Tourism Langley will remain intact as the Destination Marketing Organization for both the City and Township of Langley.
The decision was made by the organization’s membership during a vote by secret ballot on Thursday night.
This comes after Tourism Langley’s board called a special general meeting to vote on the following motion: “The Tourism Langley Board of Directors recommends the dissolution of Tourism Langley as a standalone organization mandated to make decisions that benefit the entire tourism industry in the Langley region due to escalating demands by the Township of Langley, which will remove autonomy and independency of staff and the Board of Directors, thus making this organization an entirely Township-centric operation.”
In her opening address, Tourism Langley chair Teri James told those in attendance at the meeting that the board felt they had “hit a wall” due to some of the Township’s requests for greater involvement in the organization.
“After discussing the latest letter from the Township, it was of great concern to the board that due to the Township’s new requirements regarding the ex-officio staff person and their responsibilities, and the concern that all of these discussions were subject to the transition of two Township councillors from non-voting to voting, the board felt it could no longer manage the Township’s requirements on behalf of the membership, and that it was time to ask the membership to have a collective say,” she said.
Now that the decision to keep the organization together has been made, Tourism Langley will hold a board meeting next week to determine how to proceed. The next steps will likely involve reinstating their search for an executive director, while continuing negotiations with the Township, James said.
“We actually didn’t know what to expect but we just felt we could no longer make decisions on behalf of the membership. So the membership’s spoken, and now I guess it’s onward and forward,” James told the Times.
“I appreciate that the membership showed up and we really appreciate that their voice was heard because we had hit what we thought was an impasse.”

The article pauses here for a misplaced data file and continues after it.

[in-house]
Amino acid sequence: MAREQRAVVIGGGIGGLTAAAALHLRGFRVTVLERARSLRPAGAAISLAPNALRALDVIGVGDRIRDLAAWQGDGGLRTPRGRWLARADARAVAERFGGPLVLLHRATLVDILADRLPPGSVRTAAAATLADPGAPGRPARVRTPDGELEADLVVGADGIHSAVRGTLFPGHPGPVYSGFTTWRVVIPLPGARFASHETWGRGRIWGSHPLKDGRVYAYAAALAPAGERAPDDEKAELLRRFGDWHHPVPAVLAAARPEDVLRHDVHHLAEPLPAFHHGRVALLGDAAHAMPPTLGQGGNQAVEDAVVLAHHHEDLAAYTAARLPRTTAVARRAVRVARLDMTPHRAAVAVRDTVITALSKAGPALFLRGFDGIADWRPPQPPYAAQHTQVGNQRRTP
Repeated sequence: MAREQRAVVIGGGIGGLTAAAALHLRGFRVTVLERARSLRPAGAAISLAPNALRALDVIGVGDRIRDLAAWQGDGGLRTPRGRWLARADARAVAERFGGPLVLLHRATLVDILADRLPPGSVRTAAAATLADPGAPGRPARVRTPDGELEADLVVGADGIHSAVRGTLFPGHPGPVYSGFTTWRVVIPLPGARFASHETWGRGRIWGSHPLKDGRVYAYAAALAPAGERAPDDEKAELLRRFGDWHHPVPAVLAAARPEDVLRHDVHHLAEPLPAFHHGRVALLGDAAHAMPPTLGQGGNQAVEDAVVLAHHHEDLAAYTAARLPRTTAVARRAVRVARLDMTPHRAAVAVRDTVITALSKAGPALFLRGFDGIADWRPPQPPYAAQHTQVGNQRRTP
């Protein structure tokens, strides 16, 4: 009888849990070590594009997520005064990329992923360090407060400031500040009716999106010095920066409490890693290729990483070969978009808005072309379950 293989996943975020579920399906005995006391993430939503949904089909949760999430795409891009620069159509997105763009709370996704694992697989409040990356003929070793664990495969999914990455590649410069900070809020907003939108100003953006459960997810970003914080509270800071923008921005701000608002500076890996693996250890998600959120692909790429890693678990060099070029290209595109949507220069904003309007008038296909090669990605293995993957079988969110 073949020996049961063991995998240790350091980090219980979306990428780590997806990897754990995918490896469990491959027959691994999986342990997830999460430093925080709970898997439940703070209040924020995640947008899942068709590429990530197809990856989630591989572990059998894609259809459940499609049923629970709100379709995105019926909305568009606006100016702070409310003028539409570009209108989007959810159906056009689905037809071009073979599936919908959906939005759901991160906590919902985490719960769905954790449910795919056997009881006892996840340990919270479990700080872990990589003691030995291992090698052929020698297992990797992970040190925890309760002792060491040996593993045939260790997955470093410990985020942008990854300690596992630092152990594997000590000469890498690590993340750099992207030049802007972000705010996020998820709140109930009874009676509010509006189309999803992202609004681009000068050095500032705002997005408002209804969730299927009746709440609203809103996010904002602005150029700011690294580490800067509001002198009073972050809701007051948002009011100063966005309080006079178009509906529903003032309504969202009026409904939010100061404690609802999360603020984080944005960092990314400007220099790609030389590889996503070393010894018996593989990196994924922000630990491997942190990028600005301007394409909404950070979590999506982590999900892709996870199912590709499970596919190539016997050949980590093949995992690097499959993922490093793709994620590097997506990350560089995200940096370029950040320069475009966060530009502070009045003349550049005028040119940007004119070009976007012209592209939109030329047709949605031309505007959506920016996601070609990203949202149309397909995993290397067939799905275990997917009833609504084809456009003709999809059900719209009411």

Township Mayor Jack Froese said he is pleased with the outcome.
“I’m happy that Tourism Langley will stay intact. I think that, as I said, they’ve done a lot of good work. There’s a really good base and yes, they’re going through a time of change now, but change sometimes can come out good.”
Froese believes Tourism Langley’s claims that the organization is turning into a “Township-centric operation” are incorrect. He said council is doing its due diligence in asking for enhanced financial reporting, and that there has been “some confusion” over the role of having a Township staff member attend their meetings.
“As the mayor, I don’t think that this will become Township-centric anymore than it was before,” he said.
“I believe in Tourism Langley, I think they’ve done good work. And I’d rather see it stay together, work through these issues and move forward.”
City of Langley Mayor Ted Schaffer’s response was neutral.
“As government on the City’s perspective I just want to stay impartial at this point, and we’re going to be reassessing our role in tourism,” he told the Times.
On Friday, the City of Langley issued a press release announcing that “the uncertainty of the future of Tourism Langley has led Langley City Council to reconsider the delivery of tourism services in the City.”
In the release, Schaffer is quoted saying: “the City will explore its options regarding the provision of tourism service for the City which could include the creation of a new tourism service delivery model and service provider.”
Coun. Gayle Martin, the City representative for Tourism Langley, later confirmed that the City will be talking to their stakeholders about the possibility of leaving Tourism Langley. However, it is still early in their discussions, and no decisions have been made.
Martin said that Tourism Langley has always been more Township-centric, given that there are more venues in the Township to promote, so perhaps a City-only approach would give them more bang for their buck.
“I think if we did it within the City somehow, that we would have more coverage for our stakeholders,” Martin said.